(This is the first in what will be an ongoing series, “Found in the L.O.C.,” the Library of Congress.)
Chance played an instrumental role in artist Gordon Parks’ genre-spanning career. That’s both chance, as in “happenstance,” and chance, as in “taking a risk.” The former came early, and in fact catalyzed his career: The man who developed Parks’ film was impressed by the young shutterbug’s eye and suggested that he start taking photos for an upscale women’s fashion shop. That was 1937; Parks was a 25-year old black man. Applying for such a gig was the first occupational chance he took.
Up until then Parks, born dirt poor in Ft. Scott, Kansas and now living in St. Paul, had been working in bars and brothels, playing piano, singing and collecting used glasses to make ends meet. Once rent was made and food consumed, Parks spent what was left on Life and other glossy photo magazines, magazines he absorbed voraciously and that inspired him to save up for a camera. Soon he was snapping shots of life around him, i.e.: the somewhat seam side of night life, and that’s how he met the developer who encouraged him to go pro. And Parks didn’t stop taking chances for another 68 years.
Parks took chances when he photographed society women in late 1930s Chicago; he took chances when he worked for the U.S. government’s Farm Security Administration, the same agency where John Vachon and Dorothea Lange honed their craft; and Parks took chances as an artist for Standard Oil, too. Working as a fashion photographer at Vogue under Alexander Lieberman in the late 40s was a risk for anybody; similarly steely guts were essential when Parks decided to write his 1965 autobiography, The Learning Tree, and again when he directed the film adaptation in 1969. And, yes, he took another leap of faith on directing Shaft, pioneering the Blaxploitation genre whose pros and cons continue to be debated; composing a 1989 ballet based Martin Luther King Jr’s life was risky, too, just as was standing alongside Malcolm X and demanding true equality years prior. And what else would you expect from a man who said, “The guy who takes a chance, who walks the line between the known and unknown, who is unafraid of failure, will succeed”?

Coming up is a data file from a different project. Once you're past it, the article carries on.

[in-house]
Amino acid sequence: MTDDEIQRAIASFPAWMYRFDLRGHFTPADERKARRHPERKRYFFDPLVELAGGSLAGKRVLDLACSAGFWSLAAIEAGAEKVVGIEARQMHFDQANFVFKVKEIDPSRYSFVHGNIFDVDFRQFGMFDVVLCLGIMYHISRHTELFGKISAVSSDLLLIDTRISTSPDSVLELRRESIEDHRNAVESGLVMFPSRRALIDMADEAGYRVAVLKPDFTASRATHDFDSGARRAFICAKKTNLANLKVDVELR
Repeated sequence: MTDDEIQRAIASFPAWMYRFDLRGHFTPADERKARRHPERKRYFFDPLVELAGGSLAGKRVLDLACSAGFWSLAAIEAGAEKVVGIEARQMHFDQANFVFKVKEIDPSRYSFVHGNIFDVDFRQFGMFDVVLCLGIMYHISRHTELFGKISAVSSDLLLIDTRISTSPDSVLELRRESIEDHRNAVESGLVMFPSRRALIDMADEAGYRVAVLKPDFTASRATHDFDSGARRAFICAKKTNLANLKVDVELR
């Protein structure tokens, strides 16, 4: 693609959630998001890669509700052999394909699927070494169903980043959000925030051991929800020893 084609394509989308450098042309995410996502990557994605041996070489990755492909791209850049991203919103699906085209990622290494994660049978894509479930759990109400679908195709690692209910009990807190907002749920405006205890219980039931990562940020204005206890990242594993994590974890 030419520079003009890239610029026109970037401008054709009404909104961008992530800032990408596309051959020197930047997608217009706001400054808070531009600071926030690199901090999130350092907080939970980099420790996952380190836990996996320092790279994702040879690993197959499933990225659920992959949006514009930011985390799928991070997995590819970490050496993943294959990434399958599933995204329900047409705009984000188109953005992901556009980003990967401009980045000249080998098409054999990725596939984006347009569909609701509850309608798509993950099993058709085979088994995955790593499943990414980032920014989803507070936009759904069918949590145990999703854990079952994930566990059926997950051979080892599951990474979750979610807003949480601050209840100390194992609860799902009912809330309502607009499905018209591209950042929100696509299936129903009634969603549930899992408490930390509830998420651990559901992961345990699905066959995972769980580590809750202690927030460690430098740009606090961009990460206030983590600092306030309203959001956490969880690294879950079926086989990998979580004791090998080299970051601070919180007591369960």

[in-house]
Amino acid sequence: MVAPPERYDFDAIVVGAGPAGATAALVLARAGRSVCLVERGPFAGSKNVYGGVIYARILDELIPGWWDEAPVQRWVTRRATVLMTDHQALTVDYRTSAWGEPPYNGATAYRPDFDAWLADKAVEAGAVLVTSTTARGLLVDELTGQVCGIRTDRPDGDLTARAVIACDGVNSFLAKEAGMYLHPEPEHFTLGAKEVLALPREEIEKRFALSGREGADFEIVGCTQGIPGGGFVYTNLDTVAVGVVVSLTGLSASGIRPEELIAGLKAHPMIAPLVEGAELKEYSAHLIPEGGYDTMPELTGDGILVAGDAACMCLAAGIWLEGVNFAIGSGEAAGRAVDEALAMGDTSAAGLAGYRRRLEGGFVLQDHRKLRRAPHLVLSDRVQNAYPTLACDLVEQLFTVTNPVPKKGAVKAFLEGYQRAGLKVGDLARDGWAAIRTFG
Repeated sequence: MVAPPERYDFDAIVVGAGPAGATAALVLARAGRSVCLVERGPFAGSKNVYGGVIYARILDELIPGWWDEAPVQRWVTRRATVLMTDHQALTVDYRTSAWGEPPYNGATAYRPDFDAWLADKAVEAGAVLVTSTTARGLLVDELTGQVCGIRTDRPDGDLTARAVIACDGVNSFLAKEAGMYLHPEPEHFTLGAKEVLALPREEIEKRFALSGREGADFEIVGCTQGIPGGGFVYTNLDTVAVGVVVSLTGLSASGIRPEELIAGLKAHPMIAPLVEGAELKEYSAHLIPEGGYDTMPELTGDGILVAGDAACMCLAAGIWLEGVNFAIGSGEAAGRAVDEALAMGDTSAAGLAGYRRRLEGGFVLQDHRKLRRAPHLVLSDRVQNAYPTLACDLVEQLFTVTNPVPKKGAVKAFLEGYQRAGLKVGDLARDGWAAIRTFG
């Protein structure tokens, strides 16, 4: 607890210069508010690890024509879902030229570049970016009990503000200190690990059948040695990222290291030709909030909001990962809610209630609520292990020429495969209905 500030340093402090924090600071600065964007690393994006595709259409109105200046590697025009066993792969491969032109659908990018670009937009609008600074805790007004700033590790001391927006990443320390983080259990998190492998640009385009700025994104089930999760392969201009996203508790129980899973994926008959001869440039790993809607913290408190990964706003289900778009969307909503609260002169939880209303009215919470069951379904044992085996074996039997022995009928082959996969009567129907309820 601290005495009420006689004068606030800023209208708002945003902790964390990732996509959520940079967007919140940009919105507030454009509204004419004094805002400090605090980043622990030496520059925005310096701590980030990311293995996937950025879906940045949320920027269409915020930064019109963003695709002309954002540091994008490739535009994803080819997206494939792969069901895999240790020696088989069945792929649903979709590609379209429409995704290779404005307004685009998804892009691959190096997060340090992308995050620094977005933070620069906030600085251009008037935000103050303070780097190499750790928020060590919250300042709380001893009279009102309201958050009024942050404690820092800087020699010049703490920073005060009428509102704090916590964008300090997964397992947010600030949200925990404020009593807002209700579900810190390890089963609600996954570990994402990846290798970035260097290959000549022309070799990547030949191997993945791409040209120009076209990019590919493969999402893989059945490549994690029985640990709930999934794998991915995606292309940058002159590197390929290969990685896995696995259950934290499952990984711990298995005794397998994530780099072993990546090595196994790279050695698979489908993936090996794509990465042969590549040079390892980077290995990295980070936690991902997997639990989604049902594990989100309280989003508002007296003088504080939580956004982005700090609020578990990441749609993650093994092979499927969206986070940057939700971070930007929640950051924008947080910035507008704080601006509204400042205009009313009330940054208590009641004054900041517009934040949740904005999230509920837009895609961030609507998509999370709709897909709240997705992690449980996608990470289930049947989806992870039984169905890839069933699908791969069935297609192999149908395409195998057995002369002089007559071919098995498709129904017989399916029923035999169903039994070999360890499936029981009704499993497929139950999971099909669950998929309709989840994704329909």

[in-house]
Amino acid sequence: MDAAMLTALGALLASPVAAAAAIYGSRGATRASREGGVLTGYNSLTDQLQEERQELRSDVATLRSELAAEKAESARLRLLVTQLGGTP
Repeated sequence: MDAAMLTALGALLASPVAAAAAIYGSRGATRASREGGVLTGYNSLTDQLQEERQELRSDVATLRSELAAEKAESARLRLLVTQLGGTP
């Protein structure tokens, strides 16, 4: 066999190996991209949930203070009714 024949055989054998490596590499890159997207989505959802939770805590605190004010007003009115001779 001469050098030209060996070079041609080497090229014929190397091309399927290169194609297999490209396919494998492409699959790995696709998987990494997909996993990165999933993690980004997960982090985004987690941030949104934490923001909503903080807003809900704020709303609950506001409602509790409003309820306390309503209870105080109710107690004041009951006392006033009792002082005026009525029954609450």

It was Parks’ love of equality — or the potential for it, at least — that led the photographer to one of his favorite subjects, Ella Watson, a cleaning woman at the FSA’s office. This was 1941. Segregation was still in full effect and Parks, fresh from his gig photographing wealthy women, wanted to use his talent to highlight injustice in the world. Ella was a perfect example: a struggling black woman toiling into the wee hours for a government that continued to segregate her people and treat them like dirt. This was systemic discrimination, right in Uncle Sam’s house — and Parks captured it beautifully in his first image of Watson, American Gothic: Washington D.C., a biting take on Grant Woods’ iconic painting. It was a risky move, crossing the government like that, but one that paid off: Parks’ portrait of Watson became an icon in its own right.
This was hardly the only image of Watson that Parks took. He followed in her footsteps whenever he could over the next three years, including to church and home.
In celebration of Parks’ truly incredible, risk-taking career, a career that took him through almost every single social stratum imaginable, here are twenty-five other pictures Parks took while working for the government. Some are of students at Bethune-Cookman College in Daytona, Florida; some were snapped interracial camp in Orange County, New York; and others are of kids, fisherman, old women and other denizens of New York City. Regardless of the subject, though, in these images you see the potential for true parity in America, something Parks longed for and something for which we’re still fighting. All images are via the Library of Congress.
Note: the top image, of Parks with colleague Helen Wool, was taken by an unknown photographer, not Parks.